Recently I read a story about a pastor. Young women were coming to church services in thigh high stockings and short skirts. He felt they looked like prostitutes. He considered speaking against such behavior from the pulpit. Wisely he realized doing so would be counterproductive. The women would have rejected the label. And he would have destroyed any chance of creating relationships through which he could influence them.

Differences in values can be tolerated. But couple them with arrogance and the situation becomes intolerable.

There are three steps to gain influence with more people:

  1. Be clear about your values. That doesn’t mean flouting your beliefs in other people’s faces. Clarity comes from within.
  2. Live your values. If what you believe is worthwhile, make it evident from your behavior.
  3. Cherish relationships over self-righteousness. Until people know you care about them as individuals they won’t trust your opinions.

One of the most influential men I know prizes modesty. He never even shakes hands with women. The hundreds of people who attend his lectures do not share his value of modesty. But rather than avoiding him like the plague they seek him out. How has he built such a large and loyal following? He followed the three steps.

Whatever you want to accomplish will come from convincing people to help you. In your work, with your family, among your friends, build strong ties. Having set the foundation, you’ll be able to influence them. They will know you’ve invested in understanding them. Seeing the quality of your life will encourage them to seek out its roots. And you’ll be there to help them.

Where are you action turning good advice bad? Please comment below.

When Will You Stop Giving Your Kids Bad Advice?

2 minutes to read

Thank goodness school is out for the summer. My daughter had a spelling test every week. She also had tests on Scripture several times a month. She’s only in second grade. But she did two to three hours of homework most afternoons. And she complained. “Daddy, why do I have to do so much homework?” “Daddy, I hate taking tests!” Recently I realized how much bad advice I’ve been giving her on this topic.

When Will You Stop Giving Your Kids Bad Advice-

Words, Words, Words

I find my daughter’s complaints hard to understand. I loved school. Even tests were cool. They let me show my teacher how dedicated a student I was. Math was my specialty. I always found a second way to do a problem and verify the answer was right!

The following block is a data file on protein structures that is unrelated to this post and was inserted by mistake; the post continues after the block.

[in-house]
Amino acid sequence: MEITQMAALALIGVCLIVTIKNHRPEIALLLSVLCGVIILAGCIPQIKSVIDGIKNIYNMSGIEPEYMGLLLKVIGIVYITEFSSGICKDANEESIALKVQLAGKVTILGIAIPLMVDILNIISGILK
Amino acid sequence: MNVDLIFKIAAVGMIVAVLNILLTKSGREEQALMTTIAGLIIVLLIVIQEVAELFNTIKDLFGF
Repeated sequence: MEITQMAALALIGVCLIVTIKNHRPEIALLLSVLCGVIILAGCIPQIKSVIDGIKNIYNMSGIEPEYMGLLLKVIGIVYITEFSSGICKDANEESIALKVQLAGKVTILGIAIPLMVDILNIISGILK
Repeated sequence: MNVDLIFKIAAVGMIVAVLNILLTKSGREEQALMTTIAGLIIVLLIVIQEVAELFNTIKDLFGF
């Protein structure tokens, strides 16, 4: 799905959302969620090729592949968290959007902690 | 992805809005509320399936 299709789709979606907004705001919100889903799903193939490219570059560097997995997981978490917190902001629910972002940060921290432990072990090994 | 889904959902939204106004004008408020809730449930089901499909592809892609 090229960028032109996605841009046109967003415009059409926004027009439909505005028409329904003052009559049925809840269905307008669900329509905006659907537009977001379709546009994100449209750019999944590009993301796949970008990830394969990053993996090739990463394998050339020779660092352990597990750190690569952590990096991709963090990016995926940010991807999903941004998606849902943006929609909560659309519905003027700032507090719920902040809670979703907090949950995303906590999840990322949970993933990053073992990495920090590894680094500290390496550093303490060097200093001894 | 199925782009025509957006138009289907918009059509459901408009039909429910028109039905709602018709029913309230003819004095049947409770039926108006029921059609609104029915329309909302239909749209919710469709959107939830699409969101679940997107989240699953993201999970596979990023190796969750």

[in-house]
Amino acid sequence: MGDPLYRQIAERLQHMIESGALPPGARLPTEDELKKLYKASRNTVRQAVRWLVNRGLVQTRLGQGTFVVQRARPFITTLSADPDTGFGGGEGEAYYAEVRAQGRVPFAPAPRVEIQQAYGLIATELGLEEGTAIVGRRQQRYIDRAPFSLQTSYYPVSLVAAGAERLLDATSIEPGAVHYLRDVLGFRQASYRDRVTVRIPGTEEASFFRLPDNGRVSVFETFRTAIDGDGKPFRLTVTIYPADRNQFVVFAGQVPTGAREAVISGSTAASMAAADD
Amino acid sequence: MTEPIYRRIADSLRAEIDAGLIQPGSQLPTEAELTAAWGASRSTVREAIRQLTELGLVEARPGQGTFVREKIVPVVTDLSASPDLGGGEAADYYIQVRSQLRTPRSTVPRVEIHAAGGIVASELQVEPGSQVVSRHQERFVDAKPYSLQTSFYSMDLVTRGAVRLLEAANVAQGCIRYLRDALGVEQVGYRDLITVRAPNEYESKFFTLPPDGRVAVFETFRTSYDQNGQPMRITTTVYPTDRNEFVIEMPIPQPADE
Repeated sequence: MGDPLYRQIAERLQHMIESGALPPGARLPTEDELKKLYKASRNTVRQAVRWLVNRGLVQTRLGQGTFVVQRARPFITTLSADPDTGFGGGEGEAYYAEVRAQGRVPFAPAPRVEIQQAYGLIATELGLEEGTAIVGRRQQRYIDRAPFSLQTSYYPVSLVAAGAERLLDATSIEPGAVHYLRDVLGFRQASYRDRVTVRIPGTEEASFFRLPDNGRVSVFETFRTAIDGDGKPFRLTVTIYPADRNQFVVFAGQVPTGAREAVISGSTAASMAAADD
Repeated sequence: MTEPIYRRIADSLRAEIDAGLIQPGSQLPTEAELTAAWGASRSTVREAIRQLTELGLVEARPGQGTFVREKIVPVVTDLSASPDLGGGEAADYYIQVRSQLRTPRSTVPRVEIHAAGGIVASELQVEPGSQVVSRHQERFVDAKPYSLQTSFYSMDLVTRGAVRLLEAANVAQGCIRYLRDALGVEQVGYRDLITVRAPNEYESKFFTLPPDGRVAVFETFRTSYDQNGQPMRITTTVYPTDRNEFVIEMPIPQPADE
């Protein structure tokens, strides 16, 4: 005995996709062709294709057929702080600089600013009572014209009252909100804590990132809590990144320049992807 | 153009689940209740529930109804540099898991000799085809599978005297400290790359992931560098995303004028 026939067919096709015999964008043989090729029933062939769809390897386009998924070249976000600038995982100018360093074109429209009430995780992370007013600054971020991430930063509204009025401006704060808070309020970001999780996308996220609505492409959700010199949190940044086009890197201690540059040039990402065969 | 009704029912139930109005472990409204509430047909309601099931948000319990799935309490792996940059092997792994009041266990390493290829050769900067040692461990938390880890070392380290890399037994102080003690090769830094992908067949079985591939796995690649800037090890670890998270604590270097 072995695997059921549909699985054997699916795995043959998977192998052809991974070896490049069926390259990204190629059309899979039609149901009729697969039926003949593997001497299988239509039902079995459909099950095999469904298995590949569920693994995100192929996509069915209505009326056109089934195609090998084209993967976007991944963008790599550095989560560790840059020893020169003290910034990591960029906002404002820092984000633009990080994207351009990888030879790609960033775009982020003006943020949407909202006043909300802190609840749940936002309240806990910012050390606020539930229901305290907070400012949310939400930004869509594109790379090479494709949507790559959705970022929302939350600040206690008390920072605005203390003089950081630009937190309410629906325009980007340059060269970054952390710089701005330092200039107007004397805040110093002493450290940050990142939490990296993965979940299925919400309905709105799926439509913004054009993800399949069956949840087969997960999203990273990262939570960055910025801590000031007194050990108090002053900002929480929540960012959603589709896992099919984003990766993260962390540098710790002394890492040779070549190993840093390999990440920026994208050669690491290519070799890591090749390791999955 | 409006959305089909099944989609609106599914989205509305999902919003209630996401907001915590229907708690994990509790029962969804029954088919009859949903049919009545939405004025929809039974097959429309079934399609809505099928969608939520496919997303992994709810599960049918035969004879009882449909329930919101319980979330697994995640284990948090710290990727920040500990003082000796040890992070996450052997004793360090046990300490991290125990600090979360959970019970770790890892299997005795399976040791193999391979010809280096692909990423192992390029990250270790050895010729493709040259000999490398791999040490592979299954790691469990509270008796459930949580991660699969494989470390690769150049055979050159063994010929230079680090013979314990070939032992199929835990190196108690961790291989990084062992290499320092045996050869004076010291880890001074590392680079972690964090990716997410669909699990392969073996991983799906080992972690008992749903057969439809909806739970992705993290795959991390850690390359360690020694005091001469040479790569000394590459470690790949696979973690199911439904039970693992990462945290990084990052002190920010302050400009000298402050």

My advice to her fell into two categories:

  1. Exams help you understand what you know and what still needs work. It’s nice to get high marks. More important is identifying the questions that don’t make sense. In this way you build knowledge.
  2. The tests you’re taking now are easier than ones you’ll take later in life. Your studies only get more difficult. And unlike math, most of the time you won’t be able to check your work. Correct answers become illusive.

On their face, both are sound. Yet she never seemed to buy them. Relieved of the daily homework grind, I’ve had time to reflect. Here’s the thing. Just because we’re out of school doesn’t mean we don’t take tests anymore.

Truth is, I complain about tests more than she does.

Turning Good Advice Into Bad Advice

I give myself very good advice, but I very seldom follow it.” ∞ Lewis Carroll

Aside from a couple I took while earning a Masters in Library and Information Science, I don’t take sit-down examinations. But life tests me everyday. When my wife gets home we talk about our days. She relates to me the challenging (read stupid) ways people handle their health issues. I tell her about the problems I face with my business and the navy. It’s the kind of harmless chitchat that goes on in most homes.

In reality it’s not so harmless. From my daughter’s perspective, the challenges my wife and I face are adult versions of the tests she takes in school. If we complain about ours why shouldn’t she do the same about hers? Nothing like mismatched words and actions for turning good into bad advice.

If my daughter understood the context it wouldn’t be so bad. We want her to get the most benefit from the tests she takes. In that light, if we’re just blowing off steam we need to make sure she knows that’s what’s going on. Otherwise, our conversations about work need to focus on how we can improve based on overcoming the challenges we mention.

Parents have to match words and deeds. But some behaviors are so ingrained you may not realize you’re acting incongruently. Look for where your kids aren’t taking your advice. You’ll find fertile ground for keeping your good advice from turning into bad advice.

Where are you action turning good advice bad? Please comment below.